Earlier this month, the Government published what was, for many bereaved families and campaigners, a long awaited report on legal aid for inquests. The Ministry of Justice (MoJ) had committed to carrying out a review in response to widespread calls for changes to the current availability of legal aid for bereaved families. These calls came not only from those who had themselves suffered at the hands of the current system, but from no fewer than 15 independent reviews and reports in the past 20 years, including the Corston, Harris, Angiolini and Hillsborough Reviews.

As part of the MoJ’s review, families, lawyers and campaigning organisations such as INQUEST were given the opportunity to present the case for increased provision of legal aid and to argue that funding should be available without the need for means testing in all inquests where the state’s investigative obligation under Article 2 ECHR is engaged. Many families told of the impact which the inequality of arms in Inquests and the often traumatic process of means testing for legal aid had on them. In the report’s own words, it was the “culmination of a thorough and wide-ranging review” undertaken by the Ministry of Justice (MoJ) over the past year. As such, the report was eagerly awaited by families and campaigners.

When it arrived, however, it came as a bitter blow to many of those who had invested time and effort in responding to the MoJ’s call for evidence. The report rejected calls for the provision of non-means tested legal aid and made only very limited commitments to change the current system. It stated that the “evidence suggests that the current system might not be fully understood”.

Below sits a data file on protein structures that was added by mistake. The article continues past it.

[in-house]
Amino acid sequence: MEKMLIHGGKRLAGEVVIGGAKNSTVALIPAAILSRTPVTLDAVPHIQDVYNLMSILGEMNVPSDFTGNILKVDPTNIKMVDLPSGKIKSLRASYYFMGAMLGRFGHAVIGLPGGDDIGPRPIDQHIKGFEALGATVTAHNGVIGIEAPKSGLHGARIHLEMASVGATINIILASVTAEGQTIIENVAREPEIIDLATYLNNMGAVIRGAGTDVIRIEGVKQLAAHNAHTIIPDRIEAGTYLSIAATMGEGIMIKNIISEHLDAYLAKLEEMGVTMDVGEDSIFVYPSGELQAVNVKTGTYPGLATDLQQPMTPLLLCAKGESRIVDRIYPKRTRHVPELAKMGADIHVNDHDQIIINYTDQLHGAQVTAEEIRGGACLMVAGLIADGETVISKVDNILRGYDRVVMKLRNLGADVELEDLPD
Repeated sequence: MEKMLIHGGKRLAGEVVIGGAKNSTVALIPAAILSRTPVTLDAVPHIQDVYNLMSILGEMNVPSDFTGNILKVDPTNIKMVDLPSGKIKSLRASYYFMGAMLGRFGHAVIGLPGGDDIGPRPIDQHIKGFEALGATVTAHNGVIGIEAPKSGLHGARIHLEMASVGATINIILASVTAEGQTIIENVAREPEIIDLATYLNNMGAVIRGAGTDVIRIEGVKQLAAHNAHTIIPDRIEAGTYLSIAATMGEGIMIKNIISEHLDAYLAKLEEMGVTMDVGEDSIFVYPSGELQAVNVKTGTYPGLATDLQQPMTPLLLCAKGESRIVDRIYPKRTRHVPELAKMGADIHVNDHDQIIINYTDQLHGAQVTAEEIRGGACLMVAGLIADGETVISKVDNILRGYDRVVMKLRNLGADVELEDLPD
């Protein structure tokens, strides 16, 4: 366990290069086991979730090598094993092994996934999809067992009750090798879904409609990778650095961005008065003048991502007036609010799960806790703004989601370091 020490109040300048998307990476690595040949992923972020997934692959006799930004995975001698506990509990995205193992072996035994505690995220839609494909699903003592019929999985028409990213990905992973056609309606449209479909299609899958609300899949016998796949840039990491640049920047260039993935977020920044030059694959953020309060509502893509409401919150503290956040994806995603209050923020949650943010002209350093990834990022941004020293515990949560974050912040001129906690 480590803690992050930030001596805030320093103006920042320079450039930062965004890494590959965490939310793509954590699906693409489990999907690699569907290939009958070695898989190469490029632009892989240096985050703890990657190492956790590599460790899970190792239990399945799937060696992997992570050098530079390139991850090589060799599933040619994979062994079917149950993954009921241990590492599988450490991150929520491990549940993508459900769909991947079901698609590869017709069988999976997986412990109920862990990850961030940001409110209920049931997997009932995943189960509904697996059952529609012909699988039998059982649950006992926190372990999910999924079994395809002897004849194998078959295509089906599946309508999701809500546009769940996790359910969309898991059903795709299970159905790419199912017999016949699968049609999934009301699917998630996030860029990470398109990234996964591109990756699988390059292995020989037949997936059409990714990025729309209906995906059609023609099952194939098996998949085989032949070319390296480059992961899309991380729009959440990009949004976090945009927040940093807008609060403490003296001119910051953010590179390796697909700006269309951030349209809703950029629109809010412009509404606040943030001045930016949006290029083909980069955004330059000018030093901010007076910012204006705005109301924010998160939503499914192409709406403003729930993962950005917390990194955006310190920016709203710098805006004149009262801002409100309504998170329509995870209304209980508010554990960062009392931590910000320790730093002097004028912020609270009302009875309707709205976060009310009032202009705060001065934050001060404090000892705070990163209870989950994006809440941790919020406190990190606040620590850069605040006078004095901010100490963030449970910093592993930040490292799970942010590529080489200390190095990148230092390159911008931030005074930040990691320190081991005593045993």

Deborah Coles, Executive Director of the INQUEST, described the report as “a dishonest response and a betrayal of those who invested in this review in the hope of securing meaningful change.”

However, the fight goes on. Yesterday marked the launch of a fresh campaign by INQUEST entitled “Now or never! Legal Aid for Inquests”. At its launch event in Parliament yesterday, the sense of anger and frustration among bereaved families and campaigners was palpable. Powerful testimony was provided by many who have first hand experience of the uneven playing field at Inquests into state-related deaths. Their stories were heard on behalf of the MoJ by Lucy Frazer QC MP, a Parliamentary Under-Secretary of State for Justice. However, her response failed substantively to address the concerns being raised by families, focusing instead on the provision of guidance and the possibility of working with other government departments to facilitate the provision of legal support at Inquests. It illustrated the uphill battle which campaigners continue to face, in spite of the significant support of many members of both Houses of Parliament who were also in attendance.

If you would like to support INQUEST’s campaign, you can sign its petition. It calls for automatic non-means tested legal aid funding to families for specialist legal representation immediately following a state-related death, and for funding equivalent to that enjoyed by state bodies represented.

You can read the MoJ’s report on the review of Legal Aid at inquest in full, and INQUEST’s full briefing in support of its Now or Never campaign.